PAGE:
Randal Fonseca stresses that second-by-second monitoring of dam structures, using telemetric systems, is the only way to prevent tragedies like Mariana from happening again. It’s the best way to coordinate safety actions and minimize the possible damage.
To avoid tragedies like the one that devastated the community of Bento Rodrigues, more should have been done. It was necessary to have an updated database with phone numbers for all of the residents in Bento Rodrigues; these residents should be part of the emergency drills, as well.
Four years ago, Samarco hired RTI Consulting to develop telecommunications and a medical center for emergency action, after an accident with a pipeline resulted in one death. According to Fonseca, that center was part of the original 2009 safety plan. However, everything concerning environmental and safety monitoring was completely ignored.
But Samarco is not, by all means, the only one to shoulder the blame. Brazilian authorities failed to reinforce the existing legislation, however deficient it may be. Other tragedies have shown that safety is often neglected.
A Succession of Errors
Investigations into the causes of the accident are still ongoing. But State Prosecutor Carlos Eduardo Ferreira Pinto, coordinator of the task force working on the case, confirms that Samarco’s contingency plan was completely inefficient. Among its many flaws was the fact that the plan didn’t even consider the possibility of the mud contained by the dam hitting the Rio Doce. That in itself, says Ferreira Pinto, is a serious violation of the law. Furthermore, the company was not concerned with how residents of neighboring communities would be warned in case of an accident. They adhered strictly to what they were legally bound to do, and no more.
According to an environmental specialist who worked with Samarco (he requested anonymity), there is not enough control over residue dams. “Companies are more disciplined when it comes to hydroelectric dams – as the dam is the business. But when it comes to waste dams, which are just another part of a mining complex, there is no flow of information regarding safety conditions,” he says.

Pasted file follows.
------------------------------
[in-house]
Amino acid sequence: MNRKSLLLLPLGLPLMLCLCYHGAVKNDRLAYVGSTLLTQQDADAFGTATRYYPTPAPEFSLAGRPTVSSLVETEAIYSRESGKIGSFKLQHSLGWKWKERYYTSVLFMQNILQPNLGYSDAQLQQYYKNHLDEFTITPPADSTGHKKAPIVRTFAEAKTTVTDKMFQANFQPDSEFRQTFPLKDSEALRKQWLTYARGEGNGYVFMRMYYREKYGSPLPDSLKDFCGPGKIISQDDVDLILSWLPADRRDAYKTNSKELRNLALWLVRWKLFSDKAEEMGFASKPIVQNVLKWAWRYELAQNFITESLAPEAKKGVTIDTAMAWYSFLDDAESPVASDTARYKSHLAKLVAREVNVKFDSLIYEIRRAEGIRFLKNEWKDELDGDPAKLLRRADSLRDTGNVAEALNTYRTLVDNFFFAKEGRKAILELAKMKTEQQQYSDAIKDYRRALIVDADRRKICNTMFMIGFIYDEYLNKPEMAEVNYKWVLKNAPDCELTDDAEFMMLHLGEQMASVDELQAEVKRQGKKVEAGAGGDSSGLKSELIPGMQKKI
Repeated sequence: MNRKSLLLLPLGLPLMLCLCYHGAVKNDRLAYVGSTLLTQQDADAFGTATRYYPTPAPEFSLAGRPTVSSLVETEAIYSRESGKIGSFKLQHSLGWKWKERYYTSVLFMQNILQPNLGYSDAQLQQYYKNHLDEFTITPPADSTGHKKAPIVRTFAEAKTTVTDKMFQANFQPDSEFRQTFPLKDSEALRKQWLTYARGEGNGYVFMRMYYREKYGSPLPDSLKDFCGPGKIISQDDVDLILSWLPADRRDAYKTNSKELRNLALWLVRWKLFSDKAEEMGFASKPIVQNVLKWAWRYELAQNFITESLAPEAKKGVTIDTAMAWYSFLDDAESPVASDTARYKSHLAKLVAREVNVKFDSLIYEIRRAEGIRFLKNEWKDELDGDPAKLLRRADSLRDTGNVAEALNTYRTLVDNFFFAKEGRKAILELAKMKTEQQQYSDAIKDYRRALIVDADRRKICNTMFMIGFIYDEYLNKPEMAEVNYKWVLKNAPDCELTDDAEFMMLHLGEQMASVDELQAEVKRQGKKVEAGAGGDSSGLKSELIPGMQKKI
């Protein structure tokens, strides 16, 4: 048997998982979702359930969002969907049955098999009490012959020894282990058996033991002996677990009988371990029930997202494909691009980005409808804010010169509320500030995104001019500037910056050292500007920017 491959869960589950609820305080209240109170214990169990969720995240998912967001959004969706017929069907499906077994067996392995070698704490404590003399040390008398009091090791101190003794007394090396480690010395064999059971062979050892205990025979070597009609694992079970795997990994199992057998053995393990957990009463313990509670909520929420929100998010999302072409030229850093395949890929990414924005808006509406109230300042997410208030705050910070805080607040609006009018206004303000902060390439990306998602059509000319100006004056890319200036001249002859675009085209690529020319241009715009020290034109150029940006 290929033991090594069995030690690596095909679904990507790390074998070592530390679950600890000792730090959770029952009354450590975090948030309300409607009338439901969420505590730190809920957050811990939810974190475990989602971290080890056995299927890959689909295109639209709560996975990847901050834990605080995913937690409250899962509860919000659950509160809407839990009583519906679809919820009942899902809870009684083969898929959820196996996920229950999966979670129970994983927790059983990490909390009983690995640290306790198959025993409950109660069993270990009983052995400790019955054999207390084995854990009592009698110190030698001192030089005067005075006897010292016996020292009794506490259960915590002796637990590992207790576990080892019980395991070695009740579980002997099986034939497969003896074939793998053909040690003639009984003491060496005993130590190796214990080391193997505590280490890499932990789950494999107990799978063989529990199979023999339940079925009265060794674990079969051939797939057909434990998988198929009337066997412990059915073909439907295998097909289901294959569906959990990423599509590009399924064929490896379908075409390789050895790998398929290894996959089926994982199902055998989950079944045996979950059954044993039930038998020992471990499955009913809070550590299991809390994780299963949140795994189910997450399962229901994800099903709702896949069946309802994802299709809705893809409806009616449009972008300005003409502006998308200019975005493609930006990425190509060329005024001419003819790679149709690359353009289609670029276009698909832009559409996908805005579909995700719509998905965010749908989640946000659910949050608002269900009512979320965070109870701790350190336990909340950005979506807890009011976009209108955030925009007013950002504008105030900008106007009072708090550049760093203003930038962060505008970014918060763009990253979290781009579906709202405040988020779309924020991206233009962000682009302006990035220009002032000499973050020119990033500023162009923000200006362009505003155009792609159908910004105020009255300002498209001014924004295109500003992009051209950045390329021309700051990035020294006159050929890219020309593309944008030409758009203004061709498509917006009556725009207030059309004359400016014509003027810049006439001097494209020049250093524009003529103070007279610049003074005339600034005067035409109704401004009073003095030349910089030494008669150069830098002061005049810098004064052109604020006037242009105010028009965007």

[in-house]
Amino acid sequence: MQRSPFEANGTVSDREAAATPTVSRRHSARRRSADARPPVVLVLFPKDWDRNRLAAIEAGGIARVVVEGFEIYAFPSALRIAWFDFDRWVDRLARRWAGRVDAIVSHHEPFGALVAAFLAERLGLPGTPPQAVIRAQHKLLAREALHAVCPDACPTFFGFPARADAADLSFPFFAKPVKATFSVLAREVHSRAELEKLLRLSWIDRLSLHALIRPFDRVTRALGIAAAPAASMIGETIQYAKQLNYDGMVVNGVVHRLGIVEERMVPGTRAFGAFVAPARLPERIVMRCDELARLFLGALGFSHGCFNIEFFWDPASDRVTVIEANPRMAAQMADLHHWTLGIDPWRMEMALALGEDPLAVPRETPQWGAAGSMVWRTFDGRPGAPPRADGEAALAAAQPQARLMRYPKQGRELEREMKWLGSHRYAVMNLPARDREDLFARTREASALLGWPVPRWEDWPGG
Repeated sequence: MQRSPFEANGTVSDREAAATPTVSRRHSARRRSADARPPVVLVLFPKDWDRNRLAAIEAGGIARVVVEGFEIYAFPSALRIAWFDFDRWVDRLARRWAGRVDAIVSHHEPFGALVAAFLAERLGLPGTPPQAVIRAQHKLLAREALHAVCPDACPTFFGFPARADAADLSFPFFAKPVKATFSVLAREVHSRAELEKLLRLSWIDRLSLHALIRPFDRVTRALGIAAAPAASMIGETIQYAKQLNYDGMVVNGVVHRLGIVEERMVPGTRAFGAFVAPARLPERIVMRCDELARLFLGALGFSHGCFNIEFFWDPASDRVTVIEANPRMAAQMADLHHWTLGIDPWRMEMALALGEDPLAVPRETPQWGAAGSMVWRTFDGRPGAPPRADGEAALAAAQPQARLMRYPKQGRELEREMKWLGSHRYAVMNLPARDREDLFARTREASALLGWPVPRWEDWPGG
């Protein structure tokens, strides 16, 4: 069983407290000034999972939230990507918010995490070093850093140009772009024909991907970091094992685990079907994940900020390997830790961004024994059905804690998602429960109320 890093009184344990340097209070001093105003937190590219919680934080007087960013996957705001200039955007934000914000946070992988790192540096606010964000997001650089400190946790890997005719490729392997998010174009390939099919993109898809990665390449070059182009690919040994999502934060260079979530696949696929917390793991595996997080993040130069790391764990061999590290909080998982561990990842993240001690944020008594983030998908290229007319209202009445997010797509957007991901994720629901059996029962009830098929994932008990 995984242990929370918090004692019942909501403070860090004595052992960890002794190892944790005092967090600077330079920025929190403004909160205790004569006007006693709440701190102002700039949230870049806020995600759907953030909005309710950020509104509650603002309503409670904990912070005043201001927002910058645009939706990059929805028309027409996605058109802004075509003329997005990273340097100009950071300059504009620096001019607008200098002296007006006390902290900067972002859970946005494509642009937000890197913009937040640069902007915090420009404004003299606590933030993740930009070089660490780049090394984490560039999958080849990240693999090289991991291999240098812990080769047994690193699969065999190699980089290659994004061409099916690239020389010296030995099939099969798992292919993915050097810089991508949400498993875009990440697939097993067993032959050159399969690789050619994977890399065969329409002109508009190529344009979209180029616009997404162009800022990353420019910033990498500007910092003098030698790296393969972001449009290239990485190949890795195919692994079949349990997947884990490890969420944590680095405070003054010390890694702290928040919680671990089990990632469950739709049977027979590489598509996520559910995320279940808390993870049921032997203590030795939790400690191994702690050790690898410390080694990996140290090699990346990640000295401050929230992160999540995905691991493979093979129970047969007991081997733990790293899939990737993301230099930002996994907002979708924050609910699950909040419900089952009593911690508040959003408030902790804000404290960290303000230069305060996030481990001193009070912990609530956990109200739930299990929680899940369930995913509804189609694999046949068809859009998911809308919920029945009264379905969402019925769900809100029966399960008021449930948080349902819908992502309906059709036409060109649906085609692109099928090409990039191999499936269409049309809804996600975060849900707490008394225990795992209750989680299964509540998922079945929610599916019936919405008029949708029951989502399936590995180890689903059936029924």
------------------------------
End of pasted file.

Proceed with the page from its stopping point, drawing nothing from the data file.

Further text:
Randal Fonseca, who has already worked with Samarco, says that the Germano Dam – which is even bigger than Fundão – is also at risk for collapse. If that were to happen, the damages would be far worse.
Samarco’s position on the matter
Samarco hired Rescue Training International to elaborate a general plan for emergencies for all areas of the company. This plan was demanded in 2009, focusing on structural issues. Many of the suggested measures were implemented, such as buying new equipment, hiring more staff, and setting up a 24/7 communication central, among others.
In the scope of this plan, consultants suggested measures concerning the water dam. Since Samarco had already in place a contingency plan for dams, elaborated in 2008 and dully presented to the concerned public institutions, there was no necessity for further actions, at that moment.
It is important to stress that the hiring of independent studies and consultancies is frequent. It aims to identify what needs to be improved in operational and control systems. The implementation of suggested measures is a discretion of the company.